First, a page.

While cycling up a tough mountain in Una National Park last summer, I came across a group of touring Bosnians. Just like any other passers-by, they wondered why on earth I was travelling on my own, by bike. It struck me that they didn’t ask why I chose to spend my holiday in Bosnia or the Balkans, but why I didn’t just take a car. Explaining my passion for cycling and solo travelling remains difficult, and perhaps it’s a cultural difference. They gave me some tips for the rest of my journey. In their opinion, Sarajevo wasn’t worth a visit. “It’s an ugly, concrete city, where all people do is talk about the war. You’d much better visit Mostar and Trebinje.”
At that point, I could still go either way; I had vaguely made plans to meet my friends somewhere along the road, but we still hadn’t decided where exactly that would be. Eventually, I cycled via Drvar, Livno, Mostar and Trebinje to Cetinje in Montenegro. There, I demounted my bicycle and stuffed it in the Croatian rental car of my two friends. For a week, they took me under their wings and brought me to Sarajevo, my final destination.
Once I had arrived in the city, I remembered those people I had met in Una National Park. On the one hand, I could see why they had been so critical. The war is an unavoidable topic, as the city shows its marks. Though you’ll be regularly offered unsolicited tunnel-museum-tours, and are sometimes even being looked at with disdain when you pass, this wasn’t the city’s defining impression on me. I experienced Sarajevo as a positive, vibrant city in a stunning environment. Every night, all cafés and terraces were packed with both locals and tourists. While wandering around, I effortlessly embraced the welcoming, cosy atmosphere surrounding me.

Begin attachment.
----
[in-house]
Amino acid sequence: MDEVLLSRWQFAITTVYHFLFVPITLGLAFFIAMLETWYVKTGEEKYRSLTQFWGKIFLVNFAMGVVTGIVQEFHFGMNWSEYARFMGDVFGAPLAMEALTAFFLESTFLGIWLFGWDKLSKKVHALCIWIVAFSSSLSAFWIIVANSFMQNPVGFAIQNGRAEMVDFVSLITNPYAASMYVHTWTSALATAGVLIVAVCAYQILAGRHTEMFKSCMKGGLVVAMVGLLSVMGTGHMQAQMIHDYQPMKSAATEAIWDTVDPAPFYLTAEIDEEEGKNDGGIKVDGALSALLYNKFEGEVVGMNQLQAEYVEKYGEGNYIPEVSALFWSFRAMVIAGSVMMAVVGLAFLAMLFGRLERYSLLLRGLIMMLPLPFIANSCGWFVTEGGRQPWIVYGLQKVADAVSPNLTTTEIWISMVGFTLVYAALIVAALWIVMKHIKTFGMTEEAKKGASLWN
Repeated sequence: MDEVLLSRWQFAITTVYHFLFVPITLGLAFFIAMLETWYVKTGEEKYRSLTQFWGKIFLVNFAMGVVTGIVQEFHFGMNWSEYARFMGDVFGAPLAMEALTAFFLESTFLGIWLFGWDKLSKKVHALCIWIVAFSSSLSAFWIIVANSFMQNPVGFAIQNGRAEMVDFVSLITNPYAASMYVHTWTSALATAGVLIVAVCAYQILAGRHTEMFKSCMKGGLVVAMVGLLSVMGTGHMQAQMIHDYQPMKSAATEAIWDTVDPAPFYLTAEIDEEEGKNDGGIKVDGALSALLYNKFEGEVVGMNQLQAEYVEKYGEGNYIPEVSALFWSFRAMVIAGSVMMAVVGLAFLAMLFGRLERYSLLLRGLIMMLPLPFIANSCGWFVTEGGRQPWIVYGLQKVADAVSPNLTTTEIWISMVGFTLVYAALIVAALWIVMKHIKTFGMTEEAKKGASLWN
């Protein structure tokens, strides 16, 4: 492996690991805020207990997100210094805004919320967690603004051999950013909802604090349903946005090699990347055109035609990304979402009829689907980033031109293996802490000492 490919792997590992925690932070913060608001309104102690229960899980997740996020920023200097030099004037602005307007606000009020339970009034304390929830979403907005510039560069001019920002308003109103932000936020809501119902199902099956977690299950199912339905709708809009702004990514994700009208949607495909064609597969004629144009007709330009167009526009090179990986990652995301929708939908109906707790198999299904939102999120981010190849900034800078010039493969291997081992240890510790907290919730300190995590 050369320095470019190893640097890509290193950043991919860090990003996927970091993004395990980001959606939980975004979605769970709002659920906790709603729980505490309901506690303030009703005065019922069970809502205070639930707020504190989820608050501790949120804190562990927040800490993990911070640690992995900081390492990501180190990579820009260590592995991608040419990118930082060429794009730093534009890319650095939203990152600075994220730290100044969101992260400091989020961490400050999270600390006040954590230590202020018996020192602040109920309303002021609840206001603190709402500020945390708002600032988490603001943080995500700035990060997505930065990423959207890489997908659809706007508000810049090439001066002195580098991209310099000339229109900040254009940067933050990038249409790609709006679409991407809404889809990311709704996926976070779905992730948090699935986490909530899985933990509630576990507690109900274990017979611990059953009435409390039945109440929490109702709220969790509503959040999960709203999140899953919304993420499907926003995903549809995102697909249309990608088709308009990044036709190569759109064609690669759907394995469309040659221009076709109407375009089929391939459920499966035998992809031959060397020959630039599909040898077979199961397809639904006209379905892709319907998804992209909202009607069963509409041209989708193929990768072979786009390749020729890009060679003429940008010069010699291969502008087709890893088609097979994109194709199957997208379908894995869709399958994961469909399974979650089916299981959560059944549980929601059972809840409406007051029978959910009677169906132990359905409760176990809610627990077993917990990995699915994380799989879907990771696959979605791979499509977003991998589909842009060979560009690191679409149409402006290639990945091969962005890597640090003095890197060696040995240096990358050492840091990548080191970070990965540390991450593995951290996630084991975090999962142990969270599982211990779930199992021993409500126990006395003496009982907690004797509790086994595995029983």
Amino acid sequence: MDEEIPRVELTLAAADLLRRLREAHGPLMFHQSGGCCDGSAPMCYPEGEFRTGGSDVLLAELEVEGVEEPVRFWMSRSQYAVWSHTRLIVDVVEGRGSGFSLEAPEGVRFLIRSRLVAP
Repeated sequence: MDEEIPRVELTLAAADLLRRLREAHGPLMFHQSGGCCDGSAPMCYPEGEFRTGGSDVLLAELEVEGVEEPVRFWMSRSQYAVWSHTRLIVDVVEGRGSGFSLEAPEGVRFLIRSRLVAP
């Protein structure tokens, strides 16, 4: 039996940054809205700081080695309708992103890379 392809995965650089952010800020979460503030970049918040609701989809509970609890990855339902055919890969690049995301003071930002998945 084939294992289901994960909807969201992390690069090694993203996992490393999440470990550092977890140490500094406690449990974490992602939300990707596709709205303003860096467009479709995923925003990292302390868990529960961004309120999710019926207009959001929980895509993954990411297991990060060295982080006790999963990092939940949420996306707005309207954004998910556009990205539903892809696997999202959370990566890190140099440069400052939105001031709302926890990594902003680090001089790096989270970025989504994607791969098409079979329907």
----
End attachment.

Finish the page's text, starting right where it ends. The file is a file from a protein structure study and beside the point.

Perhaps it’s a matter of taste. I tend to question those things that are commonly considered beautiful or attractive. I am searching for beauty underneath appearances. This kind of beauty often evokes a high appreciation in me. This kind of beauty touches me deeply, like Sarajevo did last summer.
At the same time, it’s an attitude that slightly blinds me. It might lead to an idealization of something I am longing for, while ignoring the reverse of the medal. The question then mainly is: what am I longing for and why?
I seem to have found some answers, but I don’t know the solution. I do know that when I was in Sarajevo for the second time, three weeks ago, that special feeling, that attraction, was still there.
Sarajevo may well be a concrete city, for me it’s a gem amidst mighty mountains!
Right now, I want to go back, discover and experience. I am no longer looking for the ultimate answer or solution. I ‘just’ want to live my life in a certain way, with an attitude that suits me. I’ll start with hiking through the Balkans and perhaps working for room and board. Maybe in Sarajevo. Maybe on a farm in the mountains.
Translated by Rosa Juno and published on Visit Sarajevo